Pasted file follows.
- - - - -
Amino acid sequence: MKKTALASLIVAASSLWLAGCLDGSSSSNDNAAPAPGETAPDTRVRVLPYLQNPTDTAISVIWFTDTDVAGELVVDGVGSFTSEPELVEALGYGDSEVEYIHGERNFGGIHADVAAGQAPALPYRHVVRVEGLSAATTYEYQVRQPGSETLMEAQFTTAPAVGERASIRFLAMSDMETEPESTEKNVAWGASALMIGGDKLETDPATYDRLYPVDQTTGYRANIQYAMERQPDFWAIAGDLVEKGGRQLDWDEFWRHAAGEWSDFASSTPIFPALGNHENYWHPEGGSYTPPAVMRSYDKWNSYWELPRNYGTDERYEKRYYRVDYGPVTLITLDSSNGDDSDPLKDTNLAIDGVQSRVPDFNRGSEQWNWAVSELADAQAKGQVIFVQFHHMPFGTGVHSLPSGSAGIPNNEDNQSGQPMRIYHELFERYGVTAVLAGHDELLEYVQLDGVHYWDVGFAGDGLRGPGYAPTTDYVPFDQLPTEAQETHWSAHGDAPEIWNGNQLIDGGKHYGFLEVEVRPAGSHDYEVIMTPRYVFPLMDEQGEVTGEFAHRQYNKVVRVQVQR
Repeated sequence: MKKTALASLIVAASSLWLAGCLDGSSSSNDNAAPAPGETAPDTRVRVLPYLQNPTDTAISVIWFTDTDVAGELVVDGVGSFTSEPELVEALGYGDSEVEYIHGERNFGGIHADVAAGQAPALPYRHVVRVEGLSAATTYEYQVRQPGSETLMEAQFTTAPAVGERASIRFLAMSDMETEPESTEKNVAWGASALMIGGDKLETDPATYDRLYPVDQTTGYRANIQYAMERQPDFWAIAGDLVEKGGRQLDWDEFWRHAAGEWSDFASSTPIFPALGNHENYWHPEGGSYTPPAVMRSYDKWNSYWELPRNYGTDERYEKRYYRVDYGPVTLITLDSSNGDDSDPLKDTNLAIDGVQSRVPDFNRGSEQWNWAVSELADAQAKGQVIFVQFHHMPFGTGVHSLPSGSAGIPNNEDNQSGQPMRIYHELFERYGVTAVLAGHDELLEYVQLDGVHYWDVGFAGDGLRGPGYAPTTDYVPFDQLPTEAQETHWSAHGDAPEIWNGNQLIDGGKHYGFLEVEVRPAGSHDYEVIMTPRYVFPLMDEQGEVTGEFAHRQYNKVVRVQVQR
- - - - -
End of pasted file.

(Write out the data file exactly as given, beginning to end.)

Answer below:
Amino acid sequence: MKKTALASLIVAASSLWLAGCLDGSSSSNDNAAPAPGETAPDTRVRVLPYLQNPTDTAISVIWFTDTDVAGELVVDGVGSFTSEPELVEALGYGDSEVEYIHGERNFGGIHADVAAGQAPALPYRHVVRVEGLSAATTYEYQVRQPGSETLMEAQFTTAPAVGERASIRFLAMSDMETEPESTEKNVAWGASALMIGGDKLETDPATYDRLYPVDQTTGYRANIQYAMERQPDFWAIAGDLVEKGGRQLDWDEFWRHAAGEWSDFASSTPIFPALGNHENYWHPEGGSYTPPAVMRSYDKWNSYWELPRNYGTDERYEKRYYRVDYGPVTLITLDSSNGDDSDPLKDTNLAIDGVQSRVPDFNRGSEQWNWAVSELADAQAKGQVIFVQFHHMPFGTGVHSLPSGSAGIPNNEDNQSGQPMRIYHELFERYGVTAVLAGHDELLEYVQLDGVHYWDVGFAGDGLRGPGYAPTTDYVPFDQLPTEAQETHWSAHGDAPEIWNGNQLIDGGKHYGFLEVEVRPAGSHDYEVIMTPRYVFPLMDEQGEVTGEFAHRQYNKVVRVQVQR
Repeated sequence: MKKTALASLIVAASSLWLAGCLDGSSSSNDNAAPAPGETAPDTRVRVLPYLQNPTDTAISVIWFTDTDVAGELVVDGVGSFTSEPELVEALGYGDSEVEYIHGERNFGGIHADVAAGQAPALPYRHVVRVEGLSAATTYEYQVRQPGSETLMEAQFTTAPAVGERASIRFLAMSDMETEPESTEKNVAWGASALMIGGDKLETDPATYDRLYPVDQTTGYRANIQYAMERQPDFWAIAGDLVEKGGRQLDWDEFWRHAAGEWSDFASSTPIFPALGNHENYWHPEGGSYTPPAVMRSYDKWNSYWELPRNYGTDERYEKRYYRVDYGPVTLITLDSSNGDDSDPLKDTNLAIDGVQSRVPDFNRGSEQWNWAVSELADAQAKGQVIFVQFHHMPFGTGVHSLPSGSAGIPNNEDNQSGQPMRIYHELFERYGVTAVLAGHDELLEYVQLDGVHYWDVGFAGDGLRGPGYAPTTDYVPFDQLPTEAQETHWSAHGDAPEIWNGNQLIDGGKHYGFLEVEVRPAGSHDYEVIMTPRYVFPLMDEQGEVTGEFAHRQYNKVVRVQVQR